Angels and Demons (Sony Pictures): The sequel to The Da Vinci Code sees Tom Hanks return as Harvard symbologist Robert Langdon and he has to solve a plot by the Illuminati, who are threatening to destroy Vatican City with stolen antimatter during a papal conclave. Directed by Ron Howard, it is only slightly less dull than the first film and the supporting cast (featuring Ayelet Zurer, Ewan McGregor and Stellan Skarsgård) do their best with wafer thin characters.
An expensive waste of a talented cast and crew, servicing the Hollywood machine with a film that will almost certainly be amongst the top 5 grossers of the year. Perhaps Dan Brown’s next book could be about a conspiracy involving why so many people lap up these turgid books and films. However, despite the bad reviews this film is going to get, Sony can expect to make almost as much money as the Vatican this month, which is really saying something. [Nationwide / Cert 12A]
Fighting (Universal): An action film directed by Dito Montiel, about a young ticket scalper introduced to the world of underground street fighting. It stars Channing Tatum, Terrence Howard, Luis Guzmán, Brian J. White, Flaco Navaja and Strikeforce Middleweight Champion Cung Le.
Universal might be bracing themselves for everyone else to go and see Angels and Demons but a question that most UK audiences with be asking this weekend is who the hell is Channing Tatum? [Empire Leicester Square & Nationwide / Cert 12A / Previews 13 & 14 May]
Synecdoche, New York (Revolver Entertainment): The directorial debut of Charlie Kaufman (who wrote Being John Malkovich, Adaptation and Eternal Sunshine of the Spotless Mind) centres around a theatre director named Caden Cotard (Philip Seymour Hoffman) who starts to re-evaluate life after both his health and marriage break down. He then devises an enormous theatre project inside a life size replica of New York city that reflects and imitates his own life.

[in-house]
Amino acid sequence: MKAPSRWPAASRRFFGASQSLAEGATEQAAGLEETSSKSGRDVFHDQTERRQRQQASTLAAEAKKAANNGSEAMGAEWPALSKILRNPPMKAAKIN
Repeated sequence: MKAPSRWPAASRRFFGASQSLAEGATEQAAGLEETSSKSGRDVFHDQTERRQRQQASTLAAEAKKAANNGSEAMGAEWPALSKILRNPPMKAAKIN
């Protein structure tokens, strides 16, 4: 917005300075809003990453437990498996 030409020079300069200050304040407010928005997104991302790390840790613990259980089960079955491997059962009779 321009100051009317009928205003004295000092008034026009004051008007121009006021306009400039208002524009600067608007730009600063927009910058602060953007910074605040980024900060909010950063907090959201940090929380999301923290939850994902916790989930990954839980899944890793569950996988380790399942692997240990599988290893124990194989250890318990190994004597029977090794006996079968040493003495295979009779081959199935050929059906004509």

What follows is a strange and often baffling movie, complete with the kind of motifs that are peppered throughout Kaufman’s scripts. But despite the oddities and the Chinese-box narrative, this is a film overflowing with invention and ideas. It explores the big issues of life and death but also examines the nature of art and performance – a lot of the film, once it goes inside the warehouse, is a mind-boggling meditation on our lives as a performance.
Imagine The Truman Show rewritten by Samuel Beckett and directed by Luis Buñuel and you’ll get some idea of what Kaufman is aiming for here. Much of the film hinges on Seymour Hoffman’s outstanding central performance in which he conveys the vulnerability and determination of a man obsessed with doing something worthwhile before he dies. The makeup for the characters supervised by Mike Marino is also first rate, creating a believable ageing process whilst the sets are also excellent, even if some of the CGI isn’t always 100% convincing.
The supporting cast was also impressive: Catherine Keener, Michelle Williams, Samantha Morton, Emily Watson, Hope Davis, Tom Noonan and Dianne Weist all contribute fine performances and fit nicely into the overall tone of the piece. Although the world Kaufman creates will alienate some viewers, it slowly becomes a haunting meditation on how humans age and die.
As the film moves towards resolution it becomes surprisingly moving with some of the deeper themes slowly, but powerfully, rising to the surface. This means that although it will have it’s admirers (of which I certainly include myself) it is likely to prove too esoteric for mass consumption as it has a downbeat tone despite the comic touches. [Curzon Soho, Odeon Covent Gdn., Barbican & Key Cities / Cert 15]
N.B. The first word of the title is pronounced “Syn-ECK-duh-kee”.
IN LIMITED RELEASE
French Film (Vertigo Films): A comedy about how French and English cultures differ in their attitudes on relationships. It is directed by Jackie Oudney and stars Hugh Bonneville, Anne-Marie Duff and Eric Cantona. [Apollo Piccadilly Circus & Key Cities / Cert 15]